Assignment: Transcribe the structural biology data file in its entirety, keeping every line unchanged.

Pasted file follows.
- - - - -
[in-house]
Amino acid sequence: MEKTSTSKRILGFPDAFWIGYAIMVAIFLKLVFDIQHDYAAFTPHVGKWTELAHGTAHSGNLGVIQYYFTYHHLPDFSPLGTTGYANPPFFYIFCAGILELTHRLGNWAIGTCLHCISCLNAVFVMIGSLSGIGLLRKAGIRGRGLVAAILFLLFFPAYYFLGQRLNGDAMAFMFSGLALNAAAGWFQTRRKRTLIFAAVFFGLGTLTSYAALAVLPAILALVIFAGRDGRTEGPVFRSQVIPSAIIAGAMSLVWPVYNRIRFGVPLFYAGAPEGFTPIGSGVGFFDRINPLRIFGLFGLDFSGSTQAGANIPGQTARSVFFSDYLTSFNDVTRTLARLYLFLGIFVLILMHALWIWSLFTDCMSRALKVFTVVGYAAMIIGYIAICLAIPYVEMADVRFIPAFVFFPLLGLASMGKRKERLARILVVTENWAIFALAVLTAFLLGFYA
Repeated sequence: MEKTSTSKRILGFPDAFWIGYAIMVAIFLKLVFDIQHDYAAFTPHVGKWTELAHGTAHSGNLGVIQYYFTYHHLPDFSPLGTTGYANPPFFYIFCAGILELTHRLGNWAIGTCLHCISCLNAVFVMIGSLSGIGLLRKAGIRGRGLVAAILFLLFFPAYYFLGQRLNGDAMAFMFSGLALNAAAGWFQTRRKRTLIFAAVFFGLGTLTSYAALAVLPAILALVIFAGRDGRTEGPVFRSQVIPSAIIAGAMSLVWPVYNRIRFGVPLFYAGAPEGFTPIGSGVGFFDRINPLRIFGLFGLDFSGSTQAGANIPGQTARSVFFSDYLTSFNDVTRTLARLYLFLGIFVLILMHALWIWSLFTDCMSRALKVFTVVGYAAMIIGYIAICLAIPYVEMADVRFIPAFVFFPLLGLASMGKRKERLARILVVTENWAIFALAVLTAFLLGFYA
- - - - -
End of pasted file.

[in-house]
Amino acid sequence: MEKTSTSKRILGFPDAFWIGYAIMVAIFLKLVFDIQHDYAAFTPHVGKWTELAHGTAHSGNLGVIQYYFTYHHLPDFSPLGTTGYANPPFFYIFCAGILELTHRLGNWAIGTCLHCISCLNAVFVMIGSLSGIGLLRKAGIRGRGLVAAILFLLFFPAYYFLGQRLNGDAMAFMFSGLALNAAAGWFQTRRKRTLIFAAVFFGLGTLTSYAALAVLPAILALVIFAGRDGRTEGPVFRSQVIPSAIIAGAMSLVWPVYNRIRFGVPLFYAGAPEGFTPIGSGVGFFDRINPLRIFGLFGLDFSGSTQAGANIPGQTARSVFFSDYLTSFNDVTRTLARLYLFLGIFVLILMHALWIWSLFTDCMSRALKVFTVVGYAAMIIGYIAICLAIPYVEMADVRFIPAFVFFPLLGLASMGKRKERLARILVVTENWAIFALAVLTAFLLGFYA
Repeated sequence: MEKTSTSKRILGFPDAFWIGYAIMVAIFLKLVFDIQHDYAAFTPHVGKWTELAHGTAHSGNLGVIQYYFTYHHLPDFSPLGTTGYANPPFFYIFCAGILELTHRLGNWAIGTCLHCISCLNAVFVMIGSLSGIGLLRKAGIRGRGLVAAILFLLFFPAYYFLGQRLNGDAMAFMFSGLALNAAAGWFQTRRKRTLIFAAVFFGLGTLTSYAALAVLPAILALVIFAGRDGRTEGPVFRSQVIPSAIIAGAMSLVWPVYNRIRFGVPLFYAGAPEGFTPIGSGVGFFDRINPLRIFGLFGLDFSGSTQAGANIPGQTARSVFFSDYLTSFNDVTRTLARLYLFLGIFVLILMHALWIWSLFTDCMSRALKVFTVVGYAAMIIGYIAICLAIPYVEMADVRFIPAFVFFPLLGLASMGKRKERLARILVVTENWAIFALAVLTAFLLGFYA